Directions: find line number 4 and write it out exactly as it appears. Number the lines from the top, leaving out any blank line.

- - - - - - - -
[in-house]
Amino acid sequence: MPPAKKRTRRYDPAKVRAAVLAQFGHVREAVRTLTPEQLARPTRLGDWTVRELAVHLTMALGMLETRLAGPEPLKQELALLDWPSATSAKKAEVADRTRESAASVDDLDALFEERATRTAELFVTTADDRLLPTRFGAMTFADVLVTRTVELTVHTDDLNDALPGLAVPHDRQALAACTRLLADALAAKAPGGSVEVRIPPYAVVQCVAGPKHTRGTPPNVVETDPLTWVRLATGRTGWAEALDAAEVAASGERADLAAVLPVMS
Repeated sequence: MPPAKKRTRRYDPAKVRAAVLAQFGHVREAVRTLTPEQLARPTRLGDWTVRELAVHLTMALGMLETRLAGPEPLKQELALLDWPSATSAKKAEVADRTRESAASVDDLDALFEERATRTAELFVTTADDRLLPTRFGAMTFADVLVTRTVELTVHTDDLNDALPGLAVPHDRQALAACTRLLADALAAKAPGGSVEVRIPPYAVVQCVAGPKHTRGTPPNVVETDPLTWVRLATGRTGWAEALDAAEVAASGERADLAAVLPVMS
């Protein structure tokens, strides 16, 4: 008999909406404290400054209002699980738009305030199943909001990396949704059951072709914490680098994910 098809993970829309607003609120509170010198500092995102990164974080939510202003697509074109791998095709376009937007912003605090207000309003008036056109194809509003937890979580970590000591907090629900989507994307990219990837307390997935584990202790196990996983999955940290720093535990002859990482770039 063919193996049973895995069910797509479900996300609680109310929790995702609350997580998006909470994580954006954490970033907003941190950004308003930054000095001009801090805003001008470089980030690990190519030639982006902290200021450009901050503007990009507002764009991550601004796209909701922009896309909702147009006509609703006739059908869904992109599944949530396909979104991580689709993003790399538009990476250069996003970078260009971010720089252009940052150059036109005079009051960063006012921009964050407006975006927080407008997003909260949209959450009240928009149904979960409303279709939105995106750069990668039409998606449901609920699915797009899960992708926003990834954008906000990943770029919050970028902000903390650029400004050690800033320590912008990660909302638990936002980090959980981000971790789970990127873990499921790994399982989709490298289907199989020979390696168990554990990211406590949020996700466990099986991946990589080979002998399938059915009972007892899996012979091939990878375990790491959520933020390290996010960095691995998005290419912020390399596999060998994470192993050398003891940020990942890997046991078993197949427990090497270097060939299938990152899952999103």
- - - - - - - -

């Protein structure tokens, strides 16, 4: 008999909406404290400054209002699980738009305030199943909001990396949704059951072709914490680098994910 098809993970829309607003609120509170010198500092995102990164974080939510202003697509074109791998095709376009937007912003605090207000309003008036056109194809509003937890979580970590000591907090629900989507994307990219990837307390997935584990202790196990996983999955940290720093535990002859990482770039 063919193996049973895995069910797509479900996300609680109310929790995702609350997580998006909470994580954006954490970033907003941190950004308003930054000095001009801090805003001008470089980030690990190519030639982006902290200021450009901050503007990009507002764009991550601004796209909701922009896309909702147009006509609703006739059908869904992109599944949530396909979104991580689709993003790399538009990476250069996003970078260009971010720089252009940052150059036109005079009051960063006012921009964050407006975006927080407008997003909260949209959450009240928009149904979960409303279709939105995106750069990668039409998606449901609920699915797009899960992708926003990834954008906000990943770029919050970028902000903390650029400004050690800033320590912008990660909302638990936002980090959980981000971790789970990127873990499921790994399982989709490298289907199989020979390696168990554990990211406590949020996700466990099986991946990589080979002998399938059915009972007892899996012979091939990878375990790491959520933020390290996010960095691995998005290419912020390399596999060998994470192993050398003891940020990942890997046991078993197949427990090497270097060939299938990152899952999103």